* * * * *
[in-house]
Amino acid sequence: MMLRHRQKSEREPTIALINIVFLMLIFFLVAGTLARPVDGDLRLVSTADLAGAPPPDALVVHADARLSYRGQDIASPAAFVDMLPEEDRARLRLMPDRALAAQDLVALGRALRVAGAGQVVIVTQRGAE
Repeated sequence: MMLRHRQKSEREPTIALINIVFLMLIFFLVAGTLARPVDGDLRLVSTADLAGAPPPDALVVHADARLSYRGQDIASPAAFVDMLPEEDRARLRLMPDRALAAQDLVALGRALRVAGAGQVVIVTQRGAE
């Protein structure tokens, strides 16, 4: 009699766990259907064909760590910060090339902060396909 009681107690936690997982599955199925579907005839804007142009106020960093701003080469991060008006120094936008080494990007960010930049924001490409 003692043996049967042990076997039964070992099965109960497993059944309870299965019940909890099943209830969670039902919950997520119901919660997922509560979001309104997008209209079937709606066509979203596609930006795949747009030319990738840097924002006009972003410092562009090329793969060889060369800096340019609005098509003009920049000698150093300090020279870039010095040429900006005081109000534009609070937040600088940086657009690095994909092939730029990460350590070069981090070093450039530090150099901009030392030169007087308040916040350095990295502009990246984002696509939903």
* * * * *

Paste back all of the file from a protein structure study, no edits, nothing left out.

[in-house]
Amino acid sequence: MMLRHRQKSEREPTIALINIVFLMLIFFLVAGTLARPVDGDLRLVSTADLAGAPPPDALVVHADARLSYRGQDIASPAAFVDMLPEEDRARLRLMPDRALAAQDLVALGRALRVAGAGQVVIVTQRGAE
Repeated sequence: MMLRHRQKSEREPTIALINIVFLMLIFFLVAGTLARPVDGDLRLVSTADLAGAPPPDALVVHADARLSYRGQDIASPAAFVDMLPEEDRARLRLMPDRALAAQDLVALGRALRVAGAGQVVIVTQRGAE
């Protein structure tokens, strides 16, 4: 009699766990259907064909760590910060090339902060396909 009681107690936690997982599955199925579907005839804007142009106020960093701003080469991060008006120094936008080494990007960010930049924001490409 003692043996049967042990076997039964070992099965109960497993059944309870299965019940909890099943209830969670039902919950997520119901919660997922509560979001309104997008209209079937709606066509979203596609930006795949747009030319990738840097924002006009972003410092562009090329793969060889060369800096340019609005098509003009920049000698150093300090020279870039010095040429900006005081109000534009609070937040600088940086657009690095994909092939730029990460350590070069981090070093450039530090150099901009030392030169007087308040916040350095990295502009990246984002696509939903």